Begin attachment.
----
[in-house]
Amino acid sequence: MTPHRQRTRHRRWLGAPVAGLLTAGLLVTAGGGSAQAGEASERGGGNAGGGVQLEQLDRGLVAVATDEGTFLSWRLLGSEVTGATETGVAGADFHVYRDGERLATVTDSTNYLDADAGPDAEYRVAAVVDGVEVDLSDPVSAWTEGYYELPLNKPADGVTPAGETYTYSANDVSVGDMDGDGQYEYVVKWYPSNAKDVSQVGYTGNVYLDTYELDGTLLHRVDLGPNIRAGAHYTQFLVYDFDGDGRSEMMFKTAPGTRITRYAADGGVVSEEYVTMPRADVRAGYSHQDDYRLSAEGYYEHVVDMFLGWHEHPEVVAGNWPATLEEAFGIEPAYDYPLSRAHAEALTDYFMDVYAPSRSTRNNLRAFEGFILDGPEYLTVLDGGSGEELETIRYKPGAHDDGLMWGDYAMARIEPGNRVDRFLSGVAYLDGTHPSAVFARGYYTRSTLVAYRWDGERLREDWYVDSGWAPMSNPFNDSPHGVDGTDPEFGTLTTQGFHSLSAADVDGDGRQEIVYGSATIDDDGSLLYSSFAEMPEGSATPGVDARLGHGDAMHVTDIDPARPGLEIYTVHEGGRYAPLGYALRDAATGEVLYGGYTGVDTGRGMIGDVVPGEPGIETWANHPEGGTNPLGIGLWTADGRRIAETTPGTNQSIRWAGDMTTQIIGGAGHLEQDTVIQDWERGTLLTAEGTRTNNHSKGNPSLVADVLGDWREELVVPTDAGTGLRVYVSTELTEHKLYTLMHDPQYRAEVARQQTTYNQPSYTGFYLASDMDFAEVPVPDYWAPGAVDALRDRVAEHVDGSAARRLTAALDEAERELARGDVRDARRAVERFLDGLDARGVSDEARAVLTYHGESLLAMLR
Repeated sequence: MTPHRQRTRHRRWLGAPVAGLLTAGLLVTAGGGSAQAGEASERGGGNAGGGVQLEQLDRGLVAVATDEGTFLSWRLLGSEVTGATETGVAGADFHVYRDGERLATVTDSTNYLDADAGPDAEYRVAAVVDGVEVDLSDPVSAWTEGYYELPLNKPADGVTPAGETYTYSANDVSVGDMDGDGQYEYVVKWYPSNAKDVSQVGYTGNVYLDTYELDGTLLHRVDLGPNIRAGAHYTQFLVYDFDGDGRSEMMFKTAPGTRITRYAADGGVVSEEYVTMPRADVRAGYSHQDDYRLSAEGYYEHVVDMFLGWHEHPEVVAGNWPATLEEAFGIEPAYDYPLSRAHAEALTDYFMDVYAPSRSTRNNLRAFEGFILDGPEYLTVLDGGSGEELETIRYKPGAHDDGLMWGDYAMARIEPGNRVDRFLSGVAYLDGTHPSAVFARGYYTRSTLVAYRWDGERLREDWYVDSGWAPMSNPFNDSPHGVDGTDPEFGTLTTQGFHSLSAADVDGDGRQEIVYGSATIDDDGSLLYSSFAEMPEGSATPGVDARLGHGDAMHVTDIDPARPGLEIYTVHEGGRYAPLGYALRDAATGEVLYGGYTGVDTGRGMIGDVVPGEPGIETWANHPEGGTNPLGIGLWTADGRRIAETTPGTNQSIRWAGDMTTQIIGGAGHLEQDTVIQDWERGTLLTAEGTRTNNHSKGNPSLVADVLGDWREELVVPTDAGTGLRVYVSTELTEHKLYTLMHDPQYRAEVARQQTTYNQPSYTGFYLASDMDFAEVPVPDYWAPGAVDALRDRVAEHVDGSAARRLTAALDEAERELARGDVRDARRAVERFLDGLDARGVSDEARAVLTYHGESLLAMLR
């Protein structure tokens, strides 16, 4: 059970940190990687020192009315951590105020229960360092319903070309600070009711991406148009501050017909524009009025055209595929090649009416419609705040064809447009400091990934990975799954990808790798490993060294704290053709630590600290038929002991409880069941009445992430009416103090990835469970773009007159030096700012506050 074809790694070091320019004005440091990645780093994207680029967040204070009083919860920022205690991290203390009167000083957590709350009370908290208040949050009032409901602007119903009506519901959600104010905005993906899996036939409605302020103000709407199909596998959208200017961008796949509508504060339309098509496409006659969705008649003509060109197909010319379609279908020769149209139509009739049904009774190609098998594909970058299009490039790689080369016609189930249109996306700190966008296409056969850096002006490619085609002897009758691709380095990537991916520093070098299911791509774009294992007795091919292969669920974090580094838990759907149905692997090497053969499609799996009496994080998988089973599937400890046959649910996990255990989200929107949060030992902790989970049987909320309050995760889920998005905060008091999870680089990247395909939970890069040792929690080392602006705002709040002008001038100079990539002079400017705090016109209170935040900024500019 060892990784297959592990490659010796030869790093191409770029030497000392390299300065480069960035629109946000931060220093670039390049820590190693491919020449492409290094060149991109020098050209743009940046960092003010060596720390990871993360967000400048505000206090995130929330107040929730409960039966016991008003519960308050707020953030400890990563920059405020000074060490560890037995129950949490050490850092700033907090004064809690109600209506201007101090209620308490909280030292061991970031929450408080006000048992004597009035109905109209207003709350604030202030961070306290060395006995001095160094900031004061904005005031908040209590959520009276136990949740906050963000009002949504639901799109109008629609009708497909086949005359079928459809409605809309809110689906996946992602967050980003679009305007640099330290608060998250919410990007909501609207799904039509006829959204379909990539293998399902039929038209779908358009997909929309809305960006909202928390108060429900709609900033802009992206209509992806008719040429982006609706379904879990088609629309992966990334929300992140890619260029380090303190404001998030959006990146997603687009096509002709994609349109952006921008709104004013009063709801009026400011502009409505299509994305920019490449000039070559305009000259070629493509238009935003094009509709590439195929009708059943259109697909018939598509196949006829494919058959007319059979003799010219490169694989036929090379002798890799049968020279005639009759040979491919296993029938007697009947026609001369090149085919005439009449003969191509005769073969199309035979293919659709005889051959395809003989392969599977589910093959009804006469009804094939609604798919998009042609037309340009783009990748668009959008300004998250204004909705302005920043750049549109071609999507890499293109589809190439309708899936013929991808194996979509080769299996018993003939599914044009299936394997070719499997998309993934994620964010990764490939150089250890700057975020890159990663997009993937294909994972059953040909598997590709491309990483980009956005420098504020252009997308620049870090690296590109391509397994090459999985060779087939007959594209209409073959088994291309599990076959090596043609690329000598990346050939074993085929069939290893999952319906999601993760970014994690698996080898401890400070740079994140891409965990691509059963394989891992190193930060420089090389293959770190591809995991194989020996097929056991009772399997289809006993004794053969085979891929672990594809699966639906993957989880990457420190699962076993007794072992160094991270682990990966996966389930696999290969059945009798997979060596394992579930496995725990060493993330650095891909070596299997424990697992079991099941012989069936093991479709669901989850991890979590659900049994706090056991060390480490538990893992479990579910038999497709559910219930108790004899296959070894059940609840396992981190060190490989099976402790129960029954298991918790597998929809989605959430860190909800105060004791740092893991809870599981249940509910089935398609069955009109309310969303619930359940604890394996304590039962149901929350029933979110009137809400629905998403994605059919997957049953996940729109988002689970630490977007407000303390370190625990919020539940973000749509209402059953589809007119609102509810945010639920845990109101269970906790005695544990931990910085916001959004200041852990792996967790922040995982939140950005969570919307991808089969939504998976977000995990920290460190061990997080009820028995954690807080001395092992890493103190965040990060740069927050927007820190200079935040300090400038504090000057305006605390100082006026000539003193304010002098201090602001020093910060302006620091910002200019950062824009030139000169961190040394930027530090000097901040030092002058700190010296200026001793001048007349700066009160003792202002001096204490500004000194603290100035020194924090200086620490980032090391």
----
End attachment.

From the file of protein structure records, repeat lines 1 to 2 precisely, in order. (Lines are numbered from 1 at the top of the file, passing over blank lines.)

[in-house]
Amino acid sequence: MTPHRQRTRHRRWLGAPVAGLLTAGLLVTAGGGSAQAGEASERGGGNAGGGVQLEQLDRGLVAVATDEGTFLSWRLLGSEVTGATETGVAGADFHVYRDGERLATVTDSTNYLDADAGPDAEYRVAAVVDGVEVDLSDPVSAWTEGYYELPLNKPADGVTPAGETYTYSANDVSVGDMDGDGQYEYVVKWYPSNAKDVSQVGYTGNVYLDTYELDGTLLHRVDLGPNIRAGAHYTQFLVYDFDGDGRSEMMFKTAPGTRITRYAADGGVVSEEYVTMPRADVRAGYSHQDDYRLSAEGYYEHVVDMFLGWHEHPEVVAGNWPATLEEAFGIEPAYDYPLSRAHAEALTDYFMDVYAPSRSTRNNLRAFEGFILDGPEYLTVLDGGSGEELETIRYKPGAHDDGLMWGDYAMARIEPGNRVDRFLSGVAYLDGTHPSAVFARGYYTRSTLVAYRWDGERLREDWYVDSGWAPMSNPFNDSPHGVDGTDPEFGTLTTQGFHSLSAADVDGDGRQEIVYGSATIDDDGSLLYSSFAEMPEGSATPGVDARLGHGDAMHVTDIDPARPGLEIYTVHEGGRYAPLGYALRDAATGEVLYGGYTGVDTGRGMIGDVVPGEPGIETWANHPEGGTNPLGIGLWTADGRRIAETTPGTNQSIRWAGDMTTQIIGGAGHLEQDTVIQDWERGTLLTAEGTRTNNHSKGNPSLVADVLGDWREELVVPTDAGTGLRVYVSTELTEHKLYTLMHDPQYRAEVARQQTTYNQPSYTGFYLASDMDFAEVPVPDYWAPGAVDALRDRVAEHVDGSAARRLTAALDEAERELARGDVRDARRAVERFLDGLDARGVSDEARAVLTYHGESLLAMLR